A Winter Visit

A Winter Visit

It was the first time we have heard from my uncle Pauly in months. It was a normal Saturday afternoon in early February. I was outside helping my father shovel snow. Something about the stiff overcast and the still, cold air that let the snow fall silently and unmolested was unsettling.

After about twenty minutes of lifting the heavy and compact snow I stopped, stood up straight in a stretching kind of way and lit a smoke.

“Come on dude,” my father said breathing heavily with his eyebrows strategically scrunched upon his face, “I wanna get this shit done so we can go inside.”

“Yo man, I’m taking a break. This shit is heavy.” I rebelled.

As I took a drag of my cigarette, I stood there, arched my back to loosen the knot in it, and let out a long exhale of smoke mixing it with the stiff, frosty air.

            “Come on ya big fuckin’ baby.” He said with a giggle blanketed by demanding sarcasm.

            “Yea, yea, yea.” I flicked my smoke and watched it disappear into the snow.

            My mother was inside cooking breakfast like a fanatic. The air in the house was filled with the smell of eggs, bacon, sausage, and diced white potatoes with onion while the Patsy Cline CD I got her for her birthday was playing on the countertop stereo.

“Blue moon of Kentucky, keep on shinin’, shine on the one that’s gone and left me blue.” She sang aloud as she shuffled her slippers against the kitchen floor.

The kitchen was rather small, but she danced around it like it was a grand ballroom. Shuffling left, shuffling right.

While outside, I could hear the faint ringing of the house phone. It rang four times before my mother answered it. She sat her spatula down on the stove after pushing the potatoes around one more time and wiped her hands before picking up.

            “Hello!” She said enthusiastically.

            “Good morning!” The man on the other end said in a raspy voice. “May I please speak with ummmm”, he paused as if he forgot who he was calling and cleared his throat. “Samantha.”

            “This is she.” She said curiously.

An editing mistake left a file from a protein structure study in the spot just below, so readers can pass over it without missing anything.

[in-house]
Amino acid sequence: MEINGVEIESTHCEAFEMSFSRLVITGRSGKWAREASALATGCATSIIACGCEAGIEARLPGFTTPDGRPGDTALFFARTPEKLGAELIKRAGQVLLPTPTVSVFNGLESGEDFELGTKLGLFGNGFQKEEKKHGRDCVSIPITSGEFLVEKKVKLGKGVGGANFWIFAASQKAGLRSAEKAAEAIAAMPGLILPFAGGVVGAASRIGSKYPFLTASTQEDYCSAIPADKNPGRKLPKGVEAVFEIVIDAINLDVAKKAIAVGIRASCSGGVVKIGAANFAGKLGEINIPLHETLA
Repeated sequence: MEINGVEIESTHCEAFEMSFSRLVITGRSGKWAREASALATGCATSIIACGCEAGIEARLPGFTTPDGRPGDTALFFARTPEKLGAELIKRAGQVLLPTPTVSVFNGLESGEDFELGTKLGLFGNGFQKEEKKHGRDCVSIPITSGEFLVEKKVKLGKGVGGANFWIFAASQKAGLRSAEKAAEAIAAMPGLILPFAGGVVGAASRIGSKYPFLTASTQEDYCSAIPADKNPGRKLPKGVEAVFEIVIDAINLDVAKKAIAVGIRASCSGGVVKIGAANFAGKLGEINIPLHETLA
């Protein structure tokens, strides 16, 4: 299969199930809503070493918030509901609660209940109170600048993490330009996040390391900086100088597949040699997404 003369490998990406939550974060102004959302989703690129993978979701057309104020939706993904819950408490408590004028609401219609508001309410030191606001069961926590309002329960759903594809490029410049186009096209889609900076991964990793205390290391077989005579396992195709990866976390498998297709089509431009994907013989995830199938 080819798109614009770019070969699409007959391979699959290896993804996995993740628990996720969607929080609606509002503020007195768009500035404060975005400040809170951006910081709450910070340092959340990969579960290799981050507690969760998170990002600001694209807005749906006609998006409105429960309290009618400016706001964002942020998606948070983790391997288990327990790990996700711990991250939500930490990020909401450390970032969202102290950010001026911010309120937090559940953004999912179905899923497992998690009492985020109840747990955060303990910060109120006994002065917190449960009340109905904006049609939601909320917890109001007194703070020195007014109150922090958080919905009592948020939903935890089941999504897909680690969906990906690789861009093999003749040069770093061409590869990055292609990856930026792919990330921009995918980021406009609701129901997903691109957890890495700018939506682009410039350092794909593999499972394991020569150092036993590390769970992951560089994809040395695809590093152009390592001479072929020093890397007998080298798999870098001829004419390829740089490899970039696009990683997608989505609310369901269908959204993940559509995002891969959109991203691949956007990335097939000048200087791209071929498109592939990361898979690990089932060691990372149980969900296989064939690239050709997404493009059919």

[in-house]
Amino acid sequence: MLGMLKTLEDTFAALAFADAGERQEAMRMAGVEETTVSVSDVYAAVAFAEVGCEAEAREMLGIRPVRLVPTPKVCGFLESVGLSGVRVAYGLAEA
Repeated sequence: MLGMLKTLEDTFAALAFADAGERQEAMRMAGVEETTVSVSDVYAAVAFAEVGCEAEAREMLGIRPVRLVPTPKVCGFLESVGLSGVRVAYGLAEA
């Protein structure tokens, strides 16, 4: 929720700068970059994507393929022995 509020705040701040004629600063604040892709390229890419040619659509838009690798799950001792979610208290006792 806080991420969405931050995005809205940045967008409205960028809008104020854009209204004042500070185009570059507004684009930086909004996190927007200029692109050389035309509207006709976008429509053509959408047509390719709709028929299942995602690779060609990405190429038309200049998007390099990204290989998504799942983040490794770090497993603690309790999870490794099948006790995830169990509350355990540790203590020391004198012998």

“Hi, this is the Coroner’s Office of the City of Philadelphia. We have found an unidentified male in an abandoned building on Tasker Avenue here in the city and believe it to be a possible relative of yours.”

My mother seemed to go from curious to frightened of what the man might say next as her heart sank down to her stomach.

            “Do you know a Paul DeSimone Jr.?”

            “Yea, that’s my brother. Is he ok?” She demanded anxiously.

            “I’m sorry Samantha but he”, he paused and cleared his throat again, “is deceased.”

            The color flushed from her face immediately as her eyes began to flood with both sadness and shame.

            “We need you, if possible, to come and give a positive I.D. of the body.”

            “Ok.” She said, bowing her head as she let out a stiff sniffle.

            “Thank you, Samantha. When would you be available?”

            “Tomorrow, I guess once the roads are clear.”      

            “Ok, thanks again.”

She slowly hung up the phone and wiped her eyes with her sleeve. “Fuck!” she whispered to herself as she let out a long, breathy sigh.

            I scooped up a heavy shovel full of snow and tossed it toward the street. As I turned to scoop another, I noticed my mother standing and sulking in the frame of the screened door on the porch wearing a t-shirt and pajama pants. She opened the door and stepped outside as if the news she just received numbed her enough to reject the cold for it seemed to have little effect. She looked sad and vulnerable. By the look on her face, distraught and confused, I knew she wasn’t coming to announce breakfast was ready.

            “What’s up, ma?” I asked. “You look like you seen a ghost.”

            She started to explain the news and did so with such confidence until she murmured the word dead. She broke down crying forcefully as she mumbled to herself between her saddened exhales. The snow kept falling heavily, unsympathetic of her loss.